This past week concerned customers have been taking letters to Walgreen asking them to #MindtheStore by keeping products containing any of a list of 100 hazardous ingredients off their shelves. Similar previous efforts have resulted in Target and Walmart agreeing to take steps to reduce and eliminate hazardous chemicals in their products. Some might wonder whether this course of action is really necessary. I mean, don't our national laws and regulations prevent retailers from selling hazardous products in the first place?
Acceptable Levels of Risk
Although most consumers believe the U.S. government regulates the safety of personal care products, the sad truth is, personal products (a.k.a. cosmetics) are among the least-regulated products on the market. The current cosmetics law in the United States dates back to 1938, long before thousands of ingredients had even been invented. The FDA (charged with oversight of the cosmetics industry) has no authority to require pre-market safety testing, does not have the authority to regulate what goes into cosmetics before they are marketed for consumer use, and has no authority to require recalls of harmful cosmetics or even to require that manufacturers report cosmetics-related injuries to the FDA (source).
In fact, the cosmetics industry rather than a government agency is in charge of policing itself. Like many other industries before them (tobacco, alcohol, and now food), when faced with the possibility of meaningful government regulation (in 1978), the cosmetics industry volunteered to regulate itself by creating the Cosmetic Ingredient Review (CIR) Panel. Who determines if ingredients are safe enough to be used in personal products?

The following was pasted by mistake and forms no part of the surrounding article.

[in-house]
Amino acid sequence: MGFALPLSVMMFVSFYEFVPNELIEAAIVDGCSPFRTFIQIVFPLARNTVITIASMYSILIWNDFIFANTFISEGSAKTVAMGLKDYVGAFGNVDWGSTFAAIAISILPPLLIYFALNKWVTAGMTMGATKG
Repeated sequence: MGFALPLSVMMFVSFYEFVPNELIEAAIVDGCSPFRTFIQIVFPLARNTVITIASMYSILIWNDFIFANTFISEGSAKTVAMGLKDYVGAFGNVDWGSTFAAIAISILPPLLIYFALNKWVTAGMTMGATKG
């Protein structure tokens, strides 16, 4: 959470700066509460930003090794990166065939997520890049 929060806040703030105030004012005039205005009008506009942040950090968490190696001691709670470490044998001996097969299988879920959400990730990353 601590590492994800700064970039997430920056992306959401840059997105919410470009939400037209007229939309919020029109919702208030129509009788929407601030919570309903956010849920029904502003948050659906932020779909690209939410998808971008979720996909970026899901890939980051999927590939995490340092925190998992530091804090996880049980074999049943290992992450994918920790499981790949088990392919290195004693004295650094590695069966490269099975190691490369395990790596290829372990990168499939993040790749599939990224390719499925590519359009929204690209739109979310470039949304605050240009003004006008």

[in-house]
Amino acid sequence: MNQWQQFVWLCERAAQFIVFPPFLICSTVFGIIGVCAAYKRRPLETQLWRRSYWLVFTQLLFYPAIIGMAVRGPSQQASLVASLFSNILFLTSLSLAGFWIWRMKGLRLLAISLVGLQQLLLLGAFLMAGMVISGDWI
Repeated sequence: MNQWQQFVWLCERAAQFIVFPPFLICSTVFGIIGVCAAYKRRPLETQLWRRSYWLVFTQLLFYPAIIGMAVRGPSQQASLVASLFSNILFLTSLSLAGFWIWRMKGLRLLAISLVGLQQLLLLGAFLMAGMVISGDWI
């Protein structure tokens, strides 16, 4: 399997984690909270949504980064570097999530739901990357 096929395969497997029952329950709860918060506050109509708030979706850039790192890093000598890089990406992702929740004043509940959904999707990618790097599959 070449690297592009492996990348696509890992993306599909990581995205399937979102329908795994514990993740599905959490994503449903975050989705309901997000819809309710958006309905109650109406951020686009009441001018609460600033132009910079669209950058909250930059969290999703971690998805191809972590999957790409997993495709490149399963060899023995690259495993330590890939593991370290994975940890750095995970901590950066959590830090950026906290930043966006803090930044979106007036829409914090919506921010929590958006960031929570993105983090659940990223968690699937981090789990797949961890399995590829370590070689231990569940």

"Acceptable levels of risk are entirely at the [Industry] Panel's discretion" (source).
the CIR doesn't look at the effects of exposures to multiple chemicals linked to negative health impacts; the cumulative effect of exposures over a lifetime; [or] the timing of exposure, which can magnify the harm for the very young and other populations. (source)
If you are uncomfortable with the level of risk industry finds acceptable, you'll have to seek products that adhere to a higher standard than the one set by the cosmetics industry for itself. Here are some strategies I've used to identify less toxic personal care products.
6 Strategies for Choosing Non-toxic Personal Care Products
Use the Skin Deep Cosmetic Database.
It's as easy as typing a product or ingredient into the search query. Low Hazard scores are better. I like to stay in the 0-2 range if at all possible. Two caveats: the database (maintained by a non-profit) is sometimes incomplete and not always up-to-date, so always cross-check ingredients lists. However, you can create your own customized report if your product is missing from the database or is rated according to an outdated formulation. I explain how to create a custom report in this post. There is also a Skin Deep App. Another organization that rates products (upon a number of dimensions) is Good Guide.
Shop at Natural Food & Drugstores.